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How Do We Measure Thriving?

How are we to assess the health of our cities? By what metrics and indicators can we measure both the object and subjective dimensions of urban life that would count as well-being? On what basis would we be able to evaluate genuine progress? How, in short, would we know if our cities, and the people and places that constitute them, are thriving? Such questions rest, in turn, on more fundamental, and more challenging once: what is the nature of thriving? And, can such a thing as the thriving of a city even be measured? These are the important and timely questions Thriving Cities seeks to help us wrestle with and answer.

More immediately and concretely, however, Thriving Cities also seeks to provide tools for community residents, leaders, and practitioners assess, understand, and ultimately improve our neighborhoods and cities. One such tool is our Indicator Explorer - click below to access.

You Can’t Simply Measure Thriving

This means two things: first, measuring thriving isn’t simple. Getting the right data at the right scales and then understanding the data adequately in context is a difficult job and one that practitioners have little time or the necessary expertise for. Too often conventional urban assessment methods reinforce silos by amplifying easily obtained data at the expense of deeper connections and commitments.

Where many existing “dashboard” approaches focus on “the trees,” Thriving Cities looks at “the forest.” In fact, its aspires to see entire ecosystems constituted by six key realms of community life—areas such as design and aesthetics, the natural environment or the economic sphere—that together shape our common civic destiny and define the potential for genuine urban thriving. By studying cities as ecosystems rather than disparate array of overlapping interests, Thriving Cities looks to uncover previously hidden connections, thus integrating marginalized groups and uniting previously isolated communities.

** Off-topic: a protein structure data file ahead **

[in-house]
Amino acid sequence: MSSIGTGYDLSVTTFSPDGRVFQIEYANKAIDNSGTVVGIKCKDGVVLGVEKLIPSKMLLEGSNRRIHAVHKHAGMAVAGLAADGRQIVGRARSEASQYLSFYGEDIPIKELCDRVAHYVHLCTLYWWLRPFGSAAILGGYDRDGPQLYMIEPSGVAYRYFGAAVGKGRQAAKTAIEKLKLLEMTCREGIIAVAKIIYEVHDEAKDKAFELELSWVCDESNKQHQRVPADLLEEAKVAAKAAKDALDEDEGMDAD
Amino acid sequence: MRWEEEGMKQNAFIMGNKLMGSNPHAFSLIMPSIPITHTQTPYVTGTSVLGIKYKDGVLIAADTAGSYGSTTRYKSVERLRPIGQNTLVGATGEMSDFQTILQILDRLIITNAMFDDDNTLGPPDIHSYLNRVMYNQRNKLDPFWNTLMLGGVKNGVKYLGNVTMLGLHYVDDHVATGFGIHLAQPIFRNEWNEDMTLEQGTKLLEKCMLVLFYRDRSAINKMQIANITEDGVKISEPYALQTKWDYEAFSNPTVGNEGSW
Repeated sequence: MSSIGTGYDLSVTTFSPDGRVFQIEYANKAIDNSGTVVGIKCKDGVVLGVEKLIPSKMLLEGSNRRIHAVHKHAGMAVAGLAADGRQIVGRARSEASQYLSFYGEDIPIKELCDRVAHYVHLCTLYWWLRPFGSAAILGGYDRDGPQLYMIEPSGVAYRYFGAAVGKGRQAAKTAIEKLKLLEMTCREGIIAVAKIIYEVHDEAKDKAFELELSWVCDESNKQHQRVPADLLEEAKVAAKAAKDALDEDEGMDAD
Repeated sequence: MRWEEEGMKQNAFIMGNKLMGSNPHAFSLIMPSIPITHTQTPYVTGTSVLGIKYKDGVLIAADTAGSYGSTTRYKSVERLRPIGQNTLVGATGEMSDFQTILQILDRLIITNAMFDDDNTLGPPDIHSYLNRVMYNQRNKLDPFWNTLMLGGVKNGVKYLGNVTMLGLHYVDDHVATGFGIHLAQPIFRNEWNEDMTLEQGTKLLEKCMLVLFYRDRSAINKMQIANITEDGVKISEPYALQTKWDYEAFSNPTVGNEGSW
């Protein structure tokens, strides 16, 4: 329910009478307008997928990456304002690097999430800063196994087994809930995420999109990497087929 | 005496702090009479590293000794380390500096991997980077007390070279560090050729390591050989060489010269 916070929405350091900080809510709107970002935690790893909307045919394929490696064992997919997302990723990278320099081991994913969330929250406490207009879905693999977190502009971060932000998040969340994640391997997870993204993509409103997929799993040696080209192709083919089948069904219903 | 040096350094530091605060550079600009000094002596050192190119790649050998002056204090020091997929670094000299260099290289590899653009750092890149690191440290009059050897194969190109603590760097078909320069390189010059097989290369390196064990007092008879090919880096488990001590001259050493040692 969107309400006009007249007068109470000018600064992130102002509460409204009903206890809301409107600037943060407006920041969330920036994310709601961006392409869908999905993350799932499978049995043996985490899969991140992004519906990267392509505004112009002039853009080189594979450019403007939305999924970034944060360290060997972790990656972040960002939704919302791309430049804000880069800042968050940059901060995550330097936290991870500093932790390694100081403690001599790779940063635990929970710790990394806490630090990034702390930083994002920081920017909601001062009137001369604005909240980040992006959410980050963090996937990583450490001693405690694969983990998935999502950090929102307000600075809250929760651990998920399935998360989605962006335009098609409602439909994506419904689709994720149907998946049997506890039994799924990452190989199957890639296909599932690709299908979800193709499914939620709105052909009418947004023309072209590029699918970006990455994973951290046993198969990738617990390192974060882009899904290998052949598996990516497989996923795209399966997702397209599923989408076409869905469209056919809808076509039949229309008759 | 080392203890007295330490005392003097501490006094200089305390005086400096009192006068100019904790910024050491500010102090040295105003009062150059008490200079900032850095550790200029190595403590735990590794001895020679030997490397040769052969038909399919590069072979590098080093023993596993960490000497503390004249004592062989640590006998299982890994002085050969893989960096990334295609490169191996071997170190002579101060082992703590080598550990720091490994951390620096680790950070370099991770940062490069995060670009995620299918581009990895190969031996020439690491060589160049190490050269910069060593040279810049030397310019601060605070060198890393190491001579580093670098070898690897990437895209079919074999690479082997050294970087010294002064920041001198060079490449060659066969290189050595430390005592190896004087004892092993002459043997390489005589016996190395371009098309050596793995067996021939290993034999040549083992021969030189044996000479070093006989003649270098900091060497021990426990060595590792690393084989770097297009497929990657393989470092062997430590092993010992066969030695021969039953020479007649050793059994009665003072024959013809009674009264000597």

Second, measurement by itself isn’t enough. You can’t stop with measurement. We see the trend toward measurement as an essential, but still partial determinate of thriving. You can have the best data and the most sophisticated ways to measure and track outcomes, but still lack the necessary public engagement, civic skill, and political will to employ it. No amount of data can replace the role of a knowledgeable, empowered, and commitment citizenry.

The deeper, and more difficult, challenge is to understand the limits and proper uses of measurement in the first place. What is needed today is a coherent framework for discerning among the proliferating lists of metrics and indicators and for putting them into a context for wise civic action. Thriving Cities exists to meet this need.